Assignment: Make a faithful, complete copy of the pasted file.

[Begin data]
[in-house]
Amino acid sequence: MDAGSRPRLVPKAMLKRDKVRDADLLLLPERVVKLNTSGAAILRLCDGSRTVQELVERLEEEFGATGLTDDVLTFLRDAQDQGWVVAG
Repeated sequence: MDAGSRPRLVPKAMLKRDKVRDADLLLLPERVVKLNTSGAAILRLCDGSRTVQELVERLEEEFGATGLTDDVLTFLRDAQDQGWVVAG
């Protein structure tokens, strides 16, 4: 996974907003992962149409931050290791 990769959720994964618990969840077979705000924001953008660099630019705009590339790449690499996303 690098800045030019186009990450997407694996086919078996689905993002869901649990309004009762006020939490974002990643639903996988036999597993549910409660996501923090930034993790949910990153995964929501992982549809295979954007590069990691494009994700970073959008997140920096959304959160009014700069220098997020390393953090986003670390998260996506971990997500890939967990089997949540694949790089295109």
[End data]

[in-house]
Amino acid sequence: MDAGSRPRLVPKAMLKRDKVRDADLLLLPERVVKLNTSGAAILRLCDGSRTVQELVERLEEEFGATGLTDDVLTFLRDAQDQGWVVAG
Repeated sequence: MDAGSRPRLVPKAMLKRDKVRDADLLLLPERVVKLNTSGAAILRLCDGSRTVQELVERLEEEFGATGLTDDVLTFLRDAQDQGWVVAG
């Protein structure tokens, strides 16, 4: 996974907003992962149409931050290791 990769959720994964618990969840077979705000924001953008660099630019705009590339790449690499996303 690098800045030019186009990450997407694996086919078996689905993002869901649990309004009762006020939490974002990643639903996988036999597993549910409660996501923090930034993790949910990153995964929501992982549809295979954007590069990691494009994700970073959008997140920096959304959160009014700069220098997020390393953090986003670390998260996506971990997500890939967990089997949540694949790089295109």